Food and Drug Administration Commissioner Robert Califf is due to announce this week what steps he plans to take to reform and tighten leadership of the agency’s food programs.
Meanwhile on Capitol Hill, the Senate Agriculture Committee will resume its hearings on the next farm bill with a focus this week on titles covering specialty crop assistance, trade programs and international food aid.
FDA, which regulates 80% of the U.S. food supply, is expected Tuesday afternoon to release Califf’s reform plan. Califf has said the plan would be informed by a report released in December by an outside advisory group, the Reagan-Udall Foundation.
The report found a lack of clearly defined leadership has hampered FDA’s work in food and nutrition, even as concerns over those issues have received ever-increasing attention, including last year’s infant formula crisis.
The report stopped short of endorsing the idea, put forward by a coalition of industry groups and consumer advocates, of creating an office of deputy commissioner for foods to unify leadership of FDA's food and animal feed programs.
There are some signs Califf won’t go as far as industry groups and consumer advocates want. Frank Yiannas, FDA’s top food safety official, who backs the idea of an empowered deputy commissioner and was considered by some FDA critics as an ideal choice for the job, announced last week that he was instead leaving the agency.
“We’re gearing up for something short of what we all believe is necessary,” said Mitzi Baum, CEO of the consumer advocacy group Stop Foodborne Illness. Her assessment is based on part on recent conversations groups have had with Califf, she said.
“We have specific expectations of the unification of the human and animal foods program, and establishing the empowered deputy commissioner position,” Baum said. “We also have expectations that the food program will be more prominent.”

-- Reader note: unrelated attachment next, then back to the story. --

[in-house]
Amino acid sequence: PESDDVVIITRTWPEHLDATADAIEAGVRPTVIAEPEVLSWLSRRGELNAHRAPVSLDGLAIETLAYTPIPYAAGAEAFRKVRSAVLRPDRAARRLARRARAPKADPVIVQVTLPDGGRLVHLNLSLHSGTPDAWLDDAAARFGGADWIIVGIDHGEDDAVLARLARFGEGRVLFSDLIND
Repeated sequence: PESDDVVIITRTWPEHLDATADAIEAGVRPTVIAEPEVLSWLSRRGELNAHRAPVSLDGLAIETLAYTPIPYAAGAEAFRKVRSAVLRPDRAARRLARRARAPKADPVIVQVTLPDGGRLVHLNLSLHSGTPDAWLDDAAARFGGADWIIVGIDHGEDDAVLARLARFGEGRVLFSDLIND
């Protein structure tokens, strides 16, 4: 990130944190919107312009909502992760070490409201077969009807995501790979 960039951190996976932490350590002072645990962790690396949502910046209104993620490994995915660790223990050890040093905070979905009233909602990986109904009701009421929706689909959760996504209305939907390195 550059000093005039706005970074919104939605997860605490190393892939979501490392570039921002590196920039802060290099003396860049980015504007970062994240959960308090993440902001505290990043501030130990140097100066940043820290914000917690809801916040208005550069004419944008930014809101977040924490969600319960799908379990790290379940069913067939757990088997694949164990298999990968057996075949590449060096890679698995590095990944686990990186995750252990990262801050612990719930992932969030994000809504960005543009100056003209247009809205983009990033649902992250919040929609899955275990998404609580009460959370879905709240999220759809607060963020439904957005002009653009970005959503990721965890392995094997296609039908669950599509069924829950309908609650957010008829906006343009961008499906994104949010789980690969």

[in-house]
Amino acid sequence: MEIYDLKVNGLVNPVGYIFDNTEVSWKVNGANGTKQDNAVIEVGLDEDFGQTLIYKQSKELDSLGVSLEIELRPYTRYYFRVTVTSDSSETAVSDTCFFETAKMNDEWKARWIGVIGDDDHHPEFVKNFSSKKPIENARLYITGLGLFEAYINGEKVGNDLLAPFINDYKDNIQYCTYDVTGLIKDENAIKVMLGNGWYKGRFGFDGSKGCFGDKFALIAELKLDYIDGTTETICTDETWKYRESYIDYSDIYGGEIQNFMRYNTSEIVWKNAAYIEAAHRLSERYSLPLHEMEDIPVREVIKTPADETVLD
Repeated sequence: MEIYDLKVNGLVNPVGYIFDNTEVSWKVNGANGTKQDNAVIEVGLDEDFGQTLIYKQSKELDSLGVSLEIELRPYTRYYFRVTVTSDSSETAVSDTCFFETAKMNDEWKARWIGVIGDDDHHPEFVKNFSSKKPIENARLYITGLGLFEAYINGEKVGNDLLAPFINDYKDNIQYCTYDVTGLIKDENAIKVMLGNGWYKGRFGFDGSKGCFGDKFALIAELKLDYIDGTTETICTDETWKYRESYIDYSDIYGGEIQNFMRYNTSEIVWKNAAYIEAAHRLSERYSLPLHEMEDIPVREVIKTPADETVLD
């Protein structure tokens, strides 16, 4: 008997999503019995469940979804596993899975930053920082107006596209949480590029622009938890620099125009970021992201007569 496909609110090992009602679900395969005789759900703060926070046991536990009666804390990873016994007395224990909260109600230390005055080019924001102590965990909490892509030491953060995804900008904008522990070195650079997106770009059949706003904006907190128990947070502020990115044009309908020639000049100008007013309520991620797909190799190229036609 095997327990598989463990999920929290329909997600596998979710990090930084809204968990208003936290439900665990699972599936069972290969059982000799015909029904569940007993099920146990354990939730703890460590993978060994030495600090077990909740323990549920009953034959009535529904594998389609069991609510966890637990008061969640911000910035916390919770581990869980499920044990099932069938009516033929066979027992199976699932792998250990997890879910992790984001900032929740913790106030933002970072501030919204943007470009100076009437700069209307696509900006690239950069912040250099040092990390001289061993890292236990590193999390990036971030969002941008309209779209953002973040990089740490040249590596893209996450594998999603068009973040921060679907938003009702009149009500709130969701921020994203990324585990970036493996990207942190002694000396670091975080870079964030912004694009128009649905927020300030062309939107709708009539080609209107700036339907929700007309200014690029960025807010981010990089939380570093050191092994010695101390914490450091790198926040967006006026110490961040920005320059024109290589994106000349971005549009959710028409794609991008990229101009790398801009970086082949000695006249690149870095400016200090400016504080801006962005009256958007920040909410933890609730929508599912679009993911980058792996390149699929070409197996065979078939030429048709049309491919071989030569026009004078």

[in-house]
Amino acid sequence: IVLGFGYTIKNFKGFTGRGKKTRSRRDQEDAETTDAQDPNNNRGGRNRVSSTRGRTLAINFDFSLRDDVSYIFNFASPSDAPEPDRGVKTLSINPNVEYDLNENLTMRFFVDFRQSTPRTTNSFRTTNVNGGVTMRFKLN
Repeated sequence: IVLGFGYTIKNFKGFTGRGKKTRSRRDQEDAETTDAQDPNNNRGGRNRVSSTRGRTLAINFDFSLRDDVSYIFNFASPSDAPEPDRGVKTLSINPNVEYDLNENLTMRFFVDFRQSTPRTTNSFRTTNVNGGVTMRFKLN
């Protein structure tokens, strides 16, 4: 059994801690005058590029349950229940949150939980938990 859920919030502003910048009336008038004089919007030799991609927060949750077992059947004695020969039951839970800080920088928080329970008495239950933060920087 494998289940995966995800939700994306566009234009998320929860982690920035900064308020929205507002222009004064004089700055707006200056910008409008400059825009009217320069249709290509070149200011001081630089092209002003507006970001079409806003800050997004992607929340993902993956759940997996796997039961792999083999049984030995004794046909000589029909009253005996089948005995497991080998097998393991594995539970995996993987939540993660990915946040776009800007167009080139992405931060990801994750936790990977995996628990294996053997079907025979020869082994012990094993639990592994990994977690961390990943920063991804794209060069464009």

Roberta Wagner, a 28-year veteran of the FDA who is now vice president for regulatory and technical affairs for the Consumer Brands Association, said Califf needs to find someone outside the agency to take over the agency’s food programs.
“They can't just appoint somebody and not give them line authority” over all of FDA’s food-related offices, she said, noting Yiannas’ criticism of the agency in a letter to Califf. “He had no line authority over any of those major components of the foods program.”
Wednesday’s Senate Agriculture Committee hearing will feature Alexis Taylor, USDA’s undersecretary for trade and foreign agricultural affairs, along with Jenny Lester Moffitt, the undersecretary for marketing and regulatory programs, and Sarah Charles, assistant to the Administrator of the U.S. Agency for International Development’s Bureau for Humanitarian Assistance.
Additional hearings will be held Feb. 9 on commodity programs, crop insurance and credit; Feb. 16 on domestic nutrition assistance programs; and March 1 on conservation and forestry.
The committee previously held a hearing in November on the rural development title and one in December on research programs.
Corn growers draw attention to Mexico biotech case
The National Corn Growers Association is hosting a meeting Tuesday on Capitol Hill to spread alarm over the fact that a Mexican decree to ban biotech corn is only a year away from implementation.
House Ways and Means Committee member Adrian Smith, R-Neb., NCGA President Tom Haag and USDA Trade Counsel Jason Hafemeister are scheduled to speak at the event, which is being called Maize, Mexico and Margaritas.